People with SpA who have risk factors, such as being over 70 years of age or having underlying medical conditions, (such as diabetes, cardiovascular disease) should follow the Health Canada guidance on taking extra measures to put distance between yourself and other people, including staying home as much as possible and avoiding crowds.
People with SpA who are not using immunosuppressive medications are currently believed to be at the same risk of infection and complications from COVID-19 as the general population.
Immunosuppressive and biologic medications include: Corticosteroids, disease-modifying anti-rheumatic drugs (DMARDs) like methotrexate, anti-TNF biologics, anti-IL17 biologics, anti-leukocyte migration biologics, and JAK inhibitor small molecules
If you are not taking immunosuppressive medications your risk of COVID-19 should be the same as the general population. We recommend following the guidance of the Public Health Agency of Canada (PHAC).
If you are on immunosuppressive medications, you may be at increased risk for infection and complications of COVID-19. People at higher risk also include older adults, people with an underlying medical condition (e.g., heart disease, hypertension, diabetes). Having a compromised immune system from a medical condition or treatment (immunosuppressive medications) may also be a risk factor.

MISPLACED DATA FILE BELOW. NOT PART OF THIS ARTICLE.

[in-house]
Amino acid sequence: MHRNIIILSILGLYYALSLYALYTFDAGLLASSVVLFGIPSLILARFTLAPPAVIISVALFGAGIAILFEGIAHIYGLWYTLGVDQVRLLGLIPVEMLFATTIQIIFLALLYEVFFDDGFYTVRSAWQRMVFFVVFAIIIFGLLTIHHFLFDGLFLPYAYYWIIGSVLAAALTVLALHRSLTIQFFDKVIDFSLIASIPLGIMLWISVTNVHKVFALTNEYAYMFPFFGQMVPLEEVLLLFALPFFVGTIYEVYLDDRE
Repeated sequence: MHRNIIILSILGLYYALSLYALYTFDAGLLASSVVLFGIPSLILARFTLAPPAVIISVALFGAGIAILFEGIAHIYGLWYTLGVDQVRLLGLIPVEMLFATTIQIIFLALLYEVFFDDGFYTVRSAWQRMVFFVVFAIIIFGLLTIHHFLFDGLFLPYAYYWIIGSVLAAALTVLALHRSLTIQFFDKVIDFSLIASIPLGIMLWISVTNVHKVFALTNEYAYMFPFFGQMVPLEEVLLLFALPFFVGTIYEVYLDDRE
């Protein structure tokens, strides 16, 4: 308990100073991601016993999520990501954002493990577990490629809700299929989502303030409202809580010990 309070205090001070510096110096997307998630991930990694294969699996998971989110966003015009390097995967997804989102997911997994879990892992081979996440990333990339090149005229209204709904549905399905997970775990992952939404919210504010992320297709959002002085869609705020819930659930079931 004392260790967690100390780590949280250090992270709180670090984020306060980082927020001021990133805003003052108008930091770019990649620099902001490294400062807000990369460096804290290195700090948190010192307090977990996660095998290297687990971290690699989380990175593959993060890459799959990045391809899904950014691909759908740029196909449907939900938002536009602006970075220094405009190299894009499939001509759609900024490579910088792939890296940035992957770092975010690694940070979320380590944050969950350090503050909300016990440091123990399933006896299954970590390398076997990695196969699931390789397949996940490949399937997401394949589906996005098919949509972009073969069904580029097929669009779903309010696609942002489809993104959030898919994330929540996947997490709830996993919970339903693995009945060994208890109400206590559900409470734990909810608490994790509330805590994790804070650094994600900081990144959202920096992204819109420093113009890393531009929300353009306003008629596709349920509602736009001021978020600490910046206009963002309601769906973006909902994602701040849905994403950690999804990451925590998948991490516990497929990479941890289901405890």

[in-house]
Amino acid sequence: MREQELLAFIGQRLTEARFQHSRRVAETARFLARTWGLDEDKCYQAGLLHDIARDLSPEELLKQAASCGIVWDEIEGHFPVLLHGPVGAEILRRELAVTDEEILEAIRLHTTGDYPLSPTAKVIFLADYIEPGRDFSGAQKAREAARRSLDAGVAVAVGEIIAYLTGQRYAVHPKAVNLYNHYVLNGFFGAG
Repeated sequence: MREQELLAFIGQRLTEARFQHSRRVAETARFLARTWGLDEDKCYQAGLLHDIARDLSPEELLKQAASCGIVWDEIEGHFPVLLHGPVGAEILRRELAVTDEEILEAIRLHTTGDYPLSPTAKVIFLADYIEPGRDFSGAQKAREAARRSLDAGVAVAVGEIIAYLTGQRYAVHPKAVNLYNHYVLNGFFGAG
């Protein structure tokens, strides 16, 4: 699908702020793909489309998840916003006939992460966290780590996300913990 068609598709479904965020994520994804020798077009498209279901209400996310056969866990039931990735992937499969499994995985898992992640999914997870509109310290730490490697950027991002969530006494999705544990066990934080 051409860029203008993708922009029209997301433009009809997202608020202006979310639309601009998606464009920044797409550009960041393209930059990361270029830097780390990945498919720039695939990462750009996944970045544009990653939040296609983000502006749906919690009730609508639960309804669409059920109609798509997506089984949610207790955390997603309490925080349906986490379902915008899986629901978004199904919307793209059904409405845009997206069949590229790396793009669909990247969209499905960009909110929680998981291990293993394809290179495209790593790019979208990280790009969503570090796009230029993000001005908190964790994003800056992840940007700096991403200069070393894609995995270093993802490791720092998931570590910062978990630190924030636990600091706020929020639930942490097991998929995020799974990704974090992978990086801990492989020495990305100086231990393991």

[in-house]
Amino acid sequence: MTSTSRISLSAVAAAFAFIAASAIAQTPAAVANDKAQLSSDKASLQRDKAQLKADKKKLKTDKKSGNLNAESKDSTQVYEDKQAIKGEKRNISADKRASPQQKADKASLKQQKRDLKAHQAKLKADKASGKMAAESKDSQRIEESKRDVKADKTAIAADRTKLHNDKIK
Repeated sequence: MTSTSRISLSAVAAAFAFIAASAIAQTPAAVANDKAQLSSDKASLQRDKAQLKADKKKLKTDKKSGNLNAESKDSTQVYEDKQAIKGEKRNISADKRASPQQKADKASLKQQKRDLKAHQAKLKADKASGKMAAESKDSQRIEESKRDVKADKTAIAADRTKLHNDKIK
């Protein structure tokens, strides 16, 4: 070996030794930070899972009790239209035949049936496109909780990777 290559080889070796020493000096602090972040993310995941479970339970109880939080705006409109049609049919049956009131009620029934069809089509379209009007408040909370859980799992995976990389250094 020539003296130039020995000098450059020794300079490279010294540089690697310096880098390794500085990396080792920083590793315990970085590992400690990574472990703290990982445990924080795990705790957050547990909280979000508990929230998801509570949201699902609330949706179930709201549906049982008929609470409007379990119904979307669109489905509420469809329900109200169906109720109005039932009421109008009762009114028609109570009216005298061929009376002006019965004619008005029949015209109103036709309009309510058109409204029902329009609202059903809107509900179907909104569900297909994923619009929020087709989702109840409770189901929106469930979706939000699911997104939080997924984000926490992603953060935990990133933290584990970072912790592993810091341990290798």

The below guidance are for people in this group. More information on vulnerable populations are available on the PHAC website.
FOR SPA PATIENTS ON IMMUNOSUPPRESSIVE MEDICATIONS WE RECOMMEND:
Do not travel outside of Canada. Do not travel unless it’s essential. In addition, please see the travel advice provided by PHAC.
Practice “social distancing” to reduce the risk of transmission and large-scale population spread. This includes:
- Self-isolate as much as possible
- Avoid group settings, particularly larger groups >25 people.